Thursday, October 2, 2014

"Chef": Vanity Is A Dish Best Not Served At All

Now Available on DVD and Blu-Ray

Jon Favreau was a small-time actor who worked his way into directing with the indie film Made, and then into popular discourse with films like Elf and the first two Iron Man films.  Now Favreau has tried to work his way back to his indie roots with Chef, a self-produced, self-starring film that chronicles the life of a master chef as he tries to navigate an overly-controlling boss and an unfair food critic.  I don’t know about you, but it sounds to me like Mr. Favreau has some issues he needs to work out.

The film starts out strong enough, with Favreau’s character facing clear struggles against his restaurant’s establishment and inadvertently starting a flame war on Twitter with the aforementioned critic.  It all feels a bit too much like a heavy-handed metaphor for the life of a director within the constraints of the corporate system, but solid characters make the experience tolerable.  Favreau is surrounded by an eclectic cast of interesting characters, including the zany chefs who work under him, the restaurant’s hostess who functions as his best friend, and Robert Downey Jr. being about as Tony Stark as he can be without infringing on Marvel’s copyright.  They’re all likeable characters with some witty dialogue to round them all out, even if they are all a bit sycophantic to Favreau’s supposed genius.

The film’s primary conflict, though, revolves around Favreau’s son, whom Favreau constantly ignores because of his work.  The two only see each other infrequently due to Favreau’s divorce from the kid’s mother, and when they do see each other, Favreau is either distracted with finding ingredients for his kitchen or doesn’t try very hard to relate with the ten-year-old, mostly because he doesn’t know how.  Eventually, this leads to a heartwarming realization that Favreau can connect with his son by teaching him how to cook, and the two grow close by driving a food truck around the American Southeast and selling to avid crowds of hungry fans.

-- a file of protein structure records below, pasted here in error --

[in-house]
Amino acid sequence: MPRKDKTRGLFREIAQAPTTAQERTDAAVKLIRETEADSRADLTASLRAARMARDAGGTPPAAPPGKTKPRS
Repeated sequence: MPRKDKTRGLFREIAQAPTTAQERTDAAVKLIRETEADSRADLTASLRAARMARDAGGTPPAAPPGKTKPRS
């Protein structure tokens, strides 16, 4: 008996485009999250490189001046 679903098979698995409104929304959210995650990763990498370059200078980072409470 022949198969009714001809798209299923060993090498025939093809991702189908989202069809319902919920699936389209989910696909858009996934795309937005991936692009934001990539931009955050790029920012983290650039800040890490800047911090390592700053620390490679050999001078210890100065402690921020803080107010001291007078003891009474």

But this change of pace takes place a mere hour into an almost two-hour film, and the remaining hour is a slog of driving the food truck from location to location and absolutely no conflict takes place.  Favreau takes what starts as a solid narrative film with some annoying self-aggrandizing allegory and turns it into a personal wish-fulfillment fantasy.  He and his son get along great and they have no problems communicating anymore; one of his old chefs just up and quits his job in order to work the food truck with him; even his ex-wife starts to appreciate him again.  Jon Favreau spends the last hour of his return to indie film masturbating into the camera, getting off on just how great his life is now that he’s abandoned the corporately controlled film-making business and is making the movies he wants to make.  As compelling as this may be to him, it’s boring for those who have to put up with his ego.

Chef is by no means a terrible movie, but it is one of the most self-congratulatory and narcissistic I’ve ever seen.  Perhaps I’m a little bit biased based on my knowledge of Favreau’s career, but even taking the film as a whole out of context, it still suffers from narrative pacing issues that completely destroy any pay-off the third act was supposed to provide.  If you want to see Chef, do yourself a favor and turn off the film when Favreau finishes cleaning out the food truck with his kid.  It’ll turn a bad movie into a good one and save about an hour of your life.  If that doesn’t sound appetizing to you, this may be a course you’ll want to skip.

Know of any other narcissistic stabs at film-making?  Let me know in the comments so I can avoid them.

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